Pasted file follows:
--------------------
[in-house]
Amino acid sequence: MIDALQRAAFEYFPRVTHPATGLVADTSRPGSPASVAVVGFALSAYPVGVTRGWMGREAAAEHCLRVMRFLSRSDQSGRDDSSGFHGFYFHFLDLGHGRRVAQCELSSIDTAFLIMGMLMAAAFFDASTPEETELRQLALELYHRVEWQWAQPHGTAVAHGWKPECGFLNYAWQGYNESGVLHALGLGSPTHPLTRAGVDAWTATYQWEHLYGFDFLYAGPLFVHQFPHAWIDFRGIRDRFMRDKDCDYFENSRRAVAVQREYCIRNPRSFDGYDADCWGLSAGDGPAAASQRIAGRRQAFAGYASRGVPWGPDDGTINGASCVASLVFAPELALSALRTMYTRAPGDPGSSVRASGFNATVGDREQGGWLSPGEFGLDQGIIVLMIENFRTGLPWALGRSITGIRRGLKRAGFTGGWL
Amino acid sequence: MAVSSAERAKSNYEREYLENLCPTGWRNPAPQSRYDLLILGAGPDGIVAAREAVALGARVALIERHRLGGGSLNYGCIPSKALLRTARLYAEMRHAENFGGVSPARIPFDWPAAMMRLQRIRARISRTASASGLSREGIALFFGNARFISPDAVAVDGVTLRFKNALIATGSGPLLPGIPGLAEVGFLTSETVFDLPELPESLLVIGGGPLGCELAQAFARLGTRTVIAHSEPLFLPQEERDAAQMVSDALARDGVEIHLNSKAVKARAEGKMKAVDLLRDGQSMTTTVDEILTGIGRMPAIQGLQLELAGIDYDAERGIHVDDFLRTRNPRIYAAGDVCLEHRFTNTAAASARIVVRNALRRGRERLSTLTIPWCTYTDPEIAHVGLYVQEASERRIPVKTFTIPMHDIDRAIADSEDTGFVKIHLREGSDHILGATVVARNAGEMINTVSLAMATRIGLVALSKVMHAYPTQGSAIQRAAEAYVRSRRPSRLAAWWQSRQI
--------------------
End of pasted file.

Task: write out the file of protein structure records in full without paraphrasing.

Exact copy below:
[in-house]
Amino acid sequence: MIDALQRAAFEYFPRVTHPATGLVADTSRPGSPASVAVVGFALSAYPVGVTRGWMGREAAAEHCLRVMRFLSRSDQSGRDDSSGFHGFYFHFLDLGHGRRVAQCELSSIDTAFLIMGMLMAAAFFDASTPEETELRQLALELYHRVEWQWAQPHGTAVAHGWKPECGFLNYAWQGYNESGVLHALGLGSPTHPLTRAGVDAWTATYQWEHLYGFDFLYAGPLFVHQFPHAWIDFRGIRDRFMRDKDCDYFENSRRAVAVQREYCIRNPRSFDGYDADCWGLSAGDGPAAASQRIAGRRQAFAGYASRGVPWGPDDGTINGASCVASLVFAPELALSALRTMYTRAPGDPGSSVRASGFNATVGDREQGGWLSPGEFGLDQGIIVLMIENFRTGLPWALGRSITGIRRGLKRAGFTGGWL
Amino acid sequence: MAVSSAERAKSNYEREYLENLCPTGWRNPAPQSRYDLLILGAGPDGIVAAREAVALGARVALIERHRLGGGSLNYGCIPSKALLRTARLYAEMRHAENFGGVSPARIPFDWPAAMMRLQRIRARISRTASASGLSREGIALFFGNARFISPDAVAVDGVTLRFKNALIATGSGPLLPGIPGLAEVGFLTSETVFDLPELPESLLVIGGGPLGCELAQAFARLGTRTVIAHSEPLFLPQEERDAAQMVSDALARDGVEIHLNSKAVKARAEGKMKAVDLLRDGQSMTTTVDEILTGIGRMPAIQGLQLELAGIDYDAERGIHVDDFLRTRNPRIYAAGDVCLEHRFTNTAAASARIVVRNALRRGRERLSTLTIPWCTYTDPEIAHVGLYVQEASERRIPVKTFTIPMHDIDRAIADSEDTGFVKIHLREGSDHILGATVVARNAGEMINTVSLAMATRIGLVALSKVMHAYPTQGSAIQRAAEAYVRSRRPSRLAAWWQSRQI